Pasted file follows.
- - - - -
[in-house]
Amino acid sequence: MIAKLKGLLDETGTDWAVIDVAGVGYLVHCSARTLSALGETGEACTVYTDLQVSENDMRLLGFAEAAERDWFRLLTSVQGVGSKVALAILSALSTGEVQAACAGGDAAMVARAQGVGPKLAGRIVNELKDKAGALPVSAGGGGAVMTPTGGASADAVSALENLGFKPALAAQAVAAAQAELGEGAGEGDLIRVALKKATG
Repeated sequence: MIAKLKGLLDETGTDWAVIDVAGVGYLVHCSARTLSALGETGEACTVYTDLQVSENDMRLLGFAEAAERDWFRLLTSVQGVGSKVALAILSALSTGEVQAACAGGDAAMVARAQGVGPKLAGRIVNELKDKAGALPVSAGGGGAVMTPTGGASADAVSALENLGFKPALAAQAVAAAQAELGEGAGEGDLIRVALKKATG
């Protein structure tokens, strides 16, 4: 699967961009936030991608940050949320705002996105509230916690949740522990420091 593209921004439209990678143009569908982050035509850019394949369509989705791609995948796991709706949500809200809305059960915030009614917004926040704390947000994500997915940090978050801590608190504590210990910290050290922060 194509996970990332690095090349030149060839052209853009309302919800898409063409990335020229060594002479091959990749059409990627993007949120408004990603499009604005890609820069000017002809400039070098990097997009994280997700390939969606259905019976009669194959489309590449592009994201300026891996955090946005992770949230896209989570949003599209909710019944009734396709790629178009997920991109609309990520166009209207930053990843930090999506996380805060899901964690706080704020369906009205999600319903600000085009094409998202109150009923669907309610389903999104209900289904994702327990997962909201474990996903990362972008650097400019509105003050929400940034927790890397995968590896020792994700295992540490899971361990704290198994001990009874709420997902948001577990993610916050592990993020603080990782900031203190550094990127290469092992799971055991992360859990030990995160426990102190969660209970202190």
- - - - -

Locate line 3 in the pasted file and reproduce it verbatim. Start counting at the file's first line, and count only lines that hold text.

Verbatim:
Repeated sequence: MIAKLKGLLDETGTDWAVIDVAGVGYLVHCSARTLSALGETGEACTVYTDLQVSENDMRLLGFAEAAERDWFRLLTSVQGVGSKVALAILSALSTGEVQAACAGGDAAMVARAQGVGPKLAGRIVNELKDKAGALPVSAGGGGAVMTPTGGASADAVSALENLGFKPALAAQAVAAAQAELGEGAGEGDLIRVALKKATG